I am not particularly worried about any of the three cancers. They’re apparently unconnected, and I am not positive for either of the known BRCA mutations. But I am very annoyed at effectively losing a good part of another summer, and sorry also that I could not visit as many blogs as I had hoped. I did find some new blogs to follow, and picked up a few new followers myself.

I apologize for missing so many of you. I’ll continue checking out blogs following mine on the list during the A to Z Road Trip.

A to Z Road Trip

Happy News: CT Scan

ClearI had a CT scan with contrast yesterday, and I’m happy to report that there is no sign of the ovarian cancer recurring. I’ll probably be followed for another 5 years, at least (possibly for the rest of my life) but at the moment my only problem is the amount of liquids I’m supposed to be drinking to flush the contrast dye out of my system. Not to mention the inevitable side effects of drinking some 5 liters yesterday, with a 3 liter goal for today.

Aside from a cold head (I’m still nearly bald) and continued loss of balance, I’m feeling fine. Should get back to the final editing of the trilogy soon.

Chemo, Hair Loss, and Wig.

I went to the beautician who cuts my hair Tuesday, for advice on how to clean and style my wig. She trimmed what was left of my hair. and showed me how to shampoo and style my wig. The results?

Not much hair left, but it seems to have stopped coming out.

Not much hair left, but it seems to have stopped coming out.

I think the wig helps a little right now.

I think the wig helps a little right now.

A Chemotherapy Fashion Show

Portrait, Sue Ann Bowling

Author Sue Ann Bowling in July 2009

I’ve always been too lazy to do anything to my hair that requires upkeep, so I’ve just gone from brown to gray without ever trying blond, red, black or frosting. But at this point in my chemotherapy I have a few strands of (mostly white) hair combed over a pink scalp, and I thought, “Why not try out a different appearance?” The local cancer center has all kinds of wigs and turbans available, so I spent a morning trying them on. Most were totally unstyled, and I tried them on only for length and color. Most – how can I put it? – just weren’t me. I used  Photo Booth on my laptop to record some of the results.

In self defense, the photo at the left gives a little better idea of how I look when I’m not undergoing chemotherapy and when the photo is taken by a professional rather than by my computer! (Not to mention when my nose and my forehead are not skinned, and whatever the laptop photos are doing to my skin tone.)

I should mention that all of these photos have been lightened and warmed in color to compensate for the lighting.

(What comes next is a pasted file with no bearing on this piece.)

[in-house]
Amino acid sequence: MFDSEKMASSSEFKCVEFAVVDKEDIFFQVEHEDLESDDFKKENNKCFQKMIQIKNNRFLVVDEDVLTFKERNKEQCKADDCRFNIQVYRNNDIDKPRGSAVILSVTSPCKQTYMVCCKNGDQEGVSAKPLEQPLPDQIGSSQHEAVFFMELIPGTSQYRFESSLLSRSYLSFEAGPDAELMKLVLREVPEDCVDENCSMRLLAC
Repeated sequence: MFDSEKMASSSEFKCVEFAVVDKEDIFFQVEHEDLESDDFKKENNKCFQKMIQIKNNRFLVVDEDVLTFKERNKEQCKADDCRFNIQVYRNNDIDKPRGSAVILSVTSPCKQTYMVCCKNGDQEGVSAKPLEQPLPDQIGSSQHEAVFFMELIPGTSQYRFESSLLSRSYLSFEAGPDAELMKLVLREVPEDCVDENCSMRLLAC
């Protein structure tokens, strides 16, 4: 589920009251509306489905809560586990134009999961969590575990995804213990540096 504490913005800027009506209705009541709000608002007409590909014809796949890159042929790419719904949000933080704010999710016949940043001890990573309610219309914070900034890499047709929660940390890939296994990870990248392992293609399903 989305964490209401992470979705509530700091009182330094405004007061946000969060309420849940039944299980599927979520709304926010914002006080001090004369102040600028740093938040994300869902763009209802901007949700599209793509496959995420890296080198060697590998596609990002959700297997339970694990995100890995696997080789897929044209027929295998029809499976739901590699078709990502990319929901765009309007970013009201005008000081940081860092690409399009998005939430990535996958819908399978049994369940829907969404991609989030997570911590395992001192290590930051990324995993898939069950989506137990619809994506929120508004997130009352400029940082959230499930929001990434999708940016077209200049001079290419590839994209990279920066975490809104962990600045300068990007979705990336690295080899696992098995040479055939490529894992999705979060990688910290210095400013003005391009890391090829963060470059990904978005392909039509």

2 mod3 mod4 mod5 mod6 mod7 mod8 mod9 mod

10 mod

Almost. This one came out in second pace.

final

But when it came right down to it, I liked the highlighted one better. It still needs styling.

Lilies 8:11:13The sun rose this morning at 5:29; and it will set 16 hours 51 minutes later, at 10:20 this evening. Solar height at noon is now below 40°, we are still losing almost 7 minutes a day, and in a few days we will start having nautical night (sun more than 12° below the horizon) again.

We’re still running warm and dry for the season, with 3 more 80 degree days since last week, and only a trace of rain. Tuesday and Wednesday might hit 80 again, but mid-70’s are still pretty warm for this time of year in Alaska. I really hope we get more precipitation than the isolated showers predicted; I’m tired of smoke.

Mint&herbs8:11:13Those lilies not badly stunted by the lack of water early on are opening, the zucchini is growing faster than I can eat it, and the mint is running riot in the raised bed, thanks to my hauling the hose around. This is increasingly difficult; my balance has deteriorated until I don’t dare water without a cane.

No pictures of me this week; the volunteer at the cancer center wasn’t there Friday. I need to go in again for labs today, so maybe today. My sister thinks I should go for red hair. I’m going to have little enough of my own by the end of the week!

Update 2:30 pm: My hematocrit and cell count have changed enough I won’t have to have a transfusion, and the volunteer at the support center was in so I spent the time between blood draw and results trying on wigs. Red and blond just didn’t work with my skin tone, but I now have a highlighted brown that I rather like. I took my laptop and photographed several I tried, so I’ll have a “chemotherapy fashion snow” on the blog Thursday..

Cancer, Chemo and Quilts

Quilt Champion 8:3:13The chemo seems to be following the same pattern as last time. Maybe I can at least count on it to stay consistent.

Friday is infusion day. All five hours of it. Not so bad, if boring.

Saturday I feel fairly well, but my basal insulin goes crazy, up to twice normal. My balance is getting shaky, but I feel well enough to spend a few hours at the fair, with the aid of a rolling walker. Took in the quilt show, but the horse show grounds were too rough to handle.

Sunday the need for basal insulin crashes – 90% normal. By 7 I’m ready for bed, and I sleep until 9 Monday morning, and crash again after breakfast.